Through the creation of digital stories, students are able to focus on their unique strengths. For example, if one has great spatial intelligence he can use diagrams to help portray his arguments, or if one has great linguistic intelligence he can focus on the telling of narrative. Although digital storytelling requires more input from educators and resources from institutions, the merits of digital storytelling in testing multiple intelligences can’t be ignored.
Academic institutions must take a top-down approach to rectify the ways they test student achievement. By qualifying intelligence according to individuals’ unique skills, we can create a more effective, meaningful way of predicting students’ future success in different fields. Society would holistically benefit from more interactive testing methods that focus on students’ unique skills, as students would be encouraged to pursue fields that suit their unique competencies.
Although standardized tests have hindered my achievement and future job prospects, the injustices served to me pale in comparison to those served to the special needs community. Although students with Autism lack the specific intelligences to perform well on standardized tests, the autistic mind is gifted in other areas and should not be restricted by the inadequacy of standardized testing.
My autistic brother Matthew is a visual and spatial genius, but because these intelligences aren’t tested for in our modern academic world, he has not been able to fulfill his academic potential. Matthew is able to put together 1,000 piece puzzles in under an hour, build extensive railroad models and memorize entire movie scripts. Although Matt isn’t able to solve complex mathematic equations, he has many unique and valuable skills that are of use. For the benefit of our society, we should design and implement new testing methods that strive to find students’ unique skills rather than punishing them for their limited skills in certain areas.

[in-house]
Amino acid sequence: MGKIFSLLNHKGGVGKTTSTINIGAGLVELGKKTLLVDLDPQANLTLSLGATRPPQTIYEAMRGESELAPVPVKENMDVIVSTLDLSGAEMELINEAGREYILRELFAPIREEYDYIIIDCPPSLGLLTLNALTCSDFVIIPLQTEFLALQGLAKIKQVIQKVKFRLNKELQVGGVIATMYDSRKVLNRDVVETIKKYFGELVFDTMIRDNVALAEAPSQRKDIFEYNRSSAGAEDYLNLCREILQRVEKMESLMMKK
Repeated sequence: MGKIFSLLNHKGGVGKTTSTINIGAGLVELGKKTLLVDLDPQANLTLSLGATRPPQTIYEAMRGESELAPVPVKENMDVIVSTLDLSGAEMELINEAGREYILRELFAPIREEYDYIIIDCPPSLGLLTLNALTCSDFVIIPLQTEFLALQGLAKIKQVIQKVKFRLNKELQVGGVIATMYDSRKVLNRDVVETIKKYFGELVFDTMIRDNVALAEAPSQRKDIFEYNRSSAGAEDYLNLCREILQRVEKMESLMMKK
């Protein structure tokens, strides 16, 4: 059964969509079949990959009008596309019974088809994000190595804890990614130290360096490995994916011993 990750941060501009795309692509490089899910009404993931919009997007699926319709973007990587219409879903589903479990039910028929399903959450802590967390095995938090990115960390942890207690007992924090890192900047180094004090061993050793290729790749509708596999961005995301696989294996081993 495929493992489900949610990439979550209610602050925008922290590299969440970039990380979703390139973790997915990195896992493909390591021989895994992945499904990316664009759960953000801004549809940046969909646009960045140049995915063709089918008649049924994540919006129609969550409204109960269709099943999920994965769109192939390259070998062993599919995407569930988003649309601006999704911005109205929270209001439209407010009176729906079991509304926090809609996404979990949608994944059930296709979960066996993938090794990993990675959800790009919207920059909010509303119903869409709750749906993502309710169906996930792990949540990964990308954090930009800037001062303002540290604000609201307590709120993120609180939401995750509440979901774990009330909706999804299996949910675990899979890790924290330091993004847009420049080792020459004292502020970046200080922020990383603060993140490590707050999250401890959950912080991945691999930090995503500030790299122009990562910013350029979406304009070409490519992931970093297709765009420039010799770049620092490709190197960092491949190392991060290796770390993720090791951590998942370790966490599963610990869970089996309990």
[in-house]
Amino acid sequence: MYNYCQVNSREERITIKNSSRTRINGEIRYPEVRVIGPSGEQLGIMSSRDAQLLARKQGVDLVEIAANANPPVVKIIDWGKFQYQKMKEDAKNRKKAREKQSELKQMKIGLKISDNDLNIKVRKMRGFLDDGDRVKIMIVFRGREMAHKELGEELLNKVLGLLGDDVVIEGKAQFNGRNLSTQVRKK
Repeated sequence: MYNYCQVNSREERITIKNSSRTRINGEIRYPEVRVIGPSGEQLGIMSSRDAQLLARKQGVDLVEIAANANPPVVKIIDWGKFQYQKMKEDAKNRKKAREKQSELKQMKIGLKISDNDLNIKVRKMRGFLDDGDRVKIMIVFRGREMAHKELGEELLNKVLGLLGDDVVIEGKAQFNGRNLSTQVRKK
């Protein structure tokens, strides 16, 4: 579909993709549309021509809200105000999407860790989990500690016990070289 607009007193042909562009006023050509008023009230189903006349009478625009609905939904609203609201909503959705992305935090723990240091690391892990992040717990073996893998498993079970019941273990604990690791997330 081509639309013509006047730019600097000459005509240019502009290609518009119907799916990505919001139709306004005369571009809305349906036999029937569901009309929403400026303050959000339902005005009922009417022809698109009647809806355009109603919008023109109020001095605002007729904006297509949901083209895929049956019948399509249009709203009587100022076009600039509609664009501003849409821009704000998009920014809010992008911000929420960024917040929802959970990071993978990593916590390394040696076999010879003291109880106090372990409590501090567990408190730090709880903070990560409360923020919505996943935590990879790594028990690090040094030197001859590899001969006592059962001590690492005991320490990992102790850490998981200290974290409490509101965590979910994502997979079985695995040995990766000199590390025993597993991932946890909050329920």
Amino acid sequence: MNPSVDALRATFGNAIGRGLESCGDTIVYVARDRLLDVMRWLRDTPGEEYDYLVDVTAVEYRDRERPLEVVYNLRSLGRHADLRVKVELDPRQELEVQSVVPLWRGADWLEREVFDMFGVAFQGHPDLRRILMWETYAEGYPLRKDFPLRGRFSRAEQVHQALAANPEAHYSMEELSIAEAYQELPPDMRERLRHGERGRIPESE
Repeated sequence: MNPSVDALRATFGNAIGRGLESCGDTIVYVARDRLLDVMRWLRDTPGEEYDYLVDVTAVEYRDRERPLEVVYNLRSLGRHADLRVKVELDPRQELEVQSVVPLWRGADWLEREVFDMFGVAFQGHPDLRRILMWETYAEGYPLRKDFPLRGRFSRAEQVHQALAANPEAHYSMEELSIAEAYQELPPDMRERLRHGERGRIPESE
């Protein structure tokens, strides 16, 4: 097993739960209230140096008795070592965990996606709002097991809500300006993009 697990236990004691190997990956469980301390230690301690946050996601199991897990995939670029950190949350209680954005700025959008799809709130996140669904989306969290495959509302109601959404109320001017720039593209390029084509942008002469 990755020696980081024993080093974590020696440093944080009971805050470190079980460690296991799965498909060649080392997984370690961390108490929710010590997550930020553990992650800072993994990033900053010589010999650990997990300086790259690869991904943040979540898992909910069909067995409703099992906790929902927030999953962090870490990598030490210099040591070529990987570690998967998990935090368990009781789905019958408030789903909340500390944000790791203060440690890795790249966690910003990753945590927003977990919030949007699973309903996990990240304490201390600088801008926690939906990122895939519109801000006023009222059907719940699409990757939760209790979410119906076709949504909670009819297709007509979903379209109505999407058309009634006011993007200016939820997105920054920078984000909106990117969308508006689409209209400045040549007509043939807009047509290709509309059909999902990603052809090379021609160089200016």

Matthew has been able to benefit society with his unique skill set, as he designs and produces road signs for the Town of Oyster Bay. Matthew’s job requires great spatial and visual intelligence, and new testing methods that identify individuals’ unique strengths should be employed to make for a more efficient, specialized workforce. We are all limited by standardized tests. Human abilities aren’t standard and shouldn’t be tested on a standard basis.
Given the ACT’s inability to effectively test aptitude and college “readiness,” I was shocked when asked my score during an interview for a summer internship. If these tests aren’t valid for academic institutions, why do companies place such importance on students’ scores? It would be much more useful and productive if institutions gave students the opportunity to give presentations to demonstrate their unique competencies rather than their current method of blindly judging students solely on a number from 1 to 36.
If a score in the 95th percentile has already hindered my future opportunities, who benefits from standardized tests? Students with unique intelligences are largely misguided by standardized exams and are often discouraged from pursuing their unique abilities, which should be capitalized on. We must stop discouraging students from perusing their dreams by placing meaningless numbers on their personal worth. Intelligence extends beyond the quantifiable, and we should look to qualify individuals’ unique intelligences to make for a more just, efficient, progressive society.
I am more than a 30.